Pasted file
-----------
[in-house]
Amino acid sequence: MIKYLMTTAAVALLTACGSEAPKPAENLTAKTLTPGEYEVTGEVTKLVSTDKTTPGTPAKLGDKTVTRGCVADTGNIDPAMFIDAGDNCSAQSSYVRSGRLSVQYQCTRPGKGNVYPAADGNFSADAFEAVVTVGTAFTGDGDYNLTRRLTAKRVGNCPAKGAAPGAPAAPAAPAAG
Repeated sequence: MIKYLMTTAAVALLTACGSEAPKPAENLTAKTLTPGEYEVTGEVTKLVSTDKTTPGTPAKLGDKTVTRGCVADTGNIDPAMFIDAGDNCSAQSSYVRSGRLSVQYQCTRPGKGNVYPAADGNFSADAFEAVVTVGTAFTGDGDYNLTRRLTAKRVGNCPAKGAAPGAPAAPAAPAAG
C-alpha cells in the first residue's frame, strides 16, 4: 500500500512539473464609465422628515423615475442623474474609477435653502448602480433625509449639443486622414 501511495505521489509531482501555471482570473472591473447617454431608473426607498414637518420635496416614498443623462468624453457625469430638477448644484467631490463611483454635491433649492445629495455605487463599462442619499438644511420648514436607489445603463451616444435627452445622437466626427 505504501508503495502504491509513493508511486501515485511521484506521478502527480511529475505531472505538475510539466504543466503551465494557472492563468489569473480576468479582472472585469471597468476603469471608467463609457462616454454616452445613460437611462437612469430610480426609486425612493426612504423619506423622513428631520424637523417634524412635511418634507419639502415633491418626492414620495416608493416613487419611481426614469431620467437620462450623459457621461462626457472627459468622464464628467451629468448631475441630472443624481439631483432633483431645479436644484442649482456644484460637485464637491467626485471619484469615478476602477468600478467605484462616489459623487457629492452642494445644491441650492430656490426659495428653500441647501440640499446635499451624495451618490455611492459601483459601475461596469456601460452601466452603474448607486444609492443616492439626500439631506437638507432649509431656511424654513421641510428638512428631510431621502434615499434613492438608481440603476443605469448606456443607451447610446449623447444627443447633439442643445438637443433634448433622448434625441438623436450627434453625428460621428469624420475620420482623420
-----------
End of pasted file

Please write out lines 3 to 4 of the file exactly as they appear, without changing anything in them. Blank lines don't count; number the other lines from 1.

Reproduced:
Repeated sequence: MIKYLMTTAAVALLTACGSEAPKPAENLTAKTLTPGEYEVTGEVTKLVSTDKTTPGTPAKLGDKTVTRGCVADTGNIDPAMFIDAGDNCSAQSSYVRSGRLSVQYQCTRPGKGNVYPAADGNFSADAFEAVVTVGTAFTGDGDYNLTRRLTAKRVGNCPAKGAAPGAPAAPAAPAAG
C-alpha cells in the first residue's frame, strides 16, 4: 500500500512539473464609465422628515423615475442623474474609477435653502448602480433625509449639443486622414 501511495505521489509531482501555471482570473472591473447617454431608473426607498414637518420635496416614498443623462468624453457625469430638477448644484467631490463611483454635491433649492445629495455605487463599462442619499438644511420648514436607489445603463451616444435627452445622437466626427 505504501508503495502504491509513493508511486501515485511521484506521478502527480511529475505531472505538475510539466504543466503551465494557472492563468489569473480576468479582472472585469471597468476603469471608467463609457462616454454616452445613460437611462437612469430610480426609486425612493426612504423619506423622513428631520424637523417634524412635511418634507419639502415633491418626492414620495416608493416613487419611481426614469431620467437620462450623459457621461462626457472627459468622464464628467451629468448631475441630472443624481439631483432633483431645479436644484442649482456644484460637485464637491467626485471619484469615478476602477468600478467605484462616489459623487457629492452642494445644491441650492430656490426659495428653500441647501440640499446635499451624495451618490455611492459601483459601475461596469456601460452601466452603474448607486444609492443616492439626500439631506437638507432649509431656511424654513421641510428638512428631510431621502434615499434613492438608481440603476443605469448606456443607451447610446449623447444627443447633439442643445438637443433634448433622448434625441438623436450627434453625428460621428469624420475620420482623420